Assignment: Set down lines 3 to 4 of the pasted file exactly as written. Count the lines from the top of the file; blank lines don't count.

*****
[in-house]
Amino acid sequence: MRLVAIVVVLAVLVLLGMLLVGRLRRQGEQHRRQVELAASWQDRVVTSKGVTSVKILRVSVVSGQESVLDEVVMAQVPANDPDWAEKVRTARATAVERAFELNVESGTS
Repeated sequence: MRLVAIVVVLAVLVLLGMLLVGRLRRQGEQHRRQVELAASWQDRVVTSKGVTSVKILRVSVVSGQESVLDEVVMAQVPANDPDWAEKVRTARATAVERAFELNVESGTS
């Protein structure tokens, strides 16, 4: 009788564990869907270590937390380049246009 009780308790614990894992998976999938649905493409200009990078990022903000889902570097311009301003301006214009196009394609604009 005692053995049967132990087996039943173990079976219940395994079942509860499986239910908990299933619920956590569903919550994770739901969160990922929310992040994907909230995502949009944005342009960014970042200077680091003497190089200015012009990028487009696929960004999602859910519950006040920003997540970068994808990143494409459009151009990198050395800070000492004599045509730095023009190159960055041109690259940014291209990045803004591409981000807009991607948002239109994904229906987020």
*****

Repeated sequence: MRLVAIVVVLAVLVLLGMLLVGRLRRQGEQHRRQVELAASWQDRVVTSKGVTSVKILRVSVVSGQESVLDEVVMAQVPANDPDWAEKVRTARATAVERAFELNVESGTS
């Protein structure tokens, strides 16, 4: 009788564990869907270590937390380049246009 009780308790614990894992998976999938649905493409200009990078990022903000889902570097311009301003301006214009196009394609604009 005692053995049967132990087996039943173990079976219940395994079942509860499986239910908990299933619920956590569903919550994770739901969160990922929310992040994907909230995502949009944005342009960014970042200077680091003497190089200015012009990028487009696929960004999602859910519950006040920003997540970068994808990143494409459009151009990198050395800070000492004599045509730095023009190159960055041109690259940014291209990045803004591409981000807009991607948002239109994904229906987020």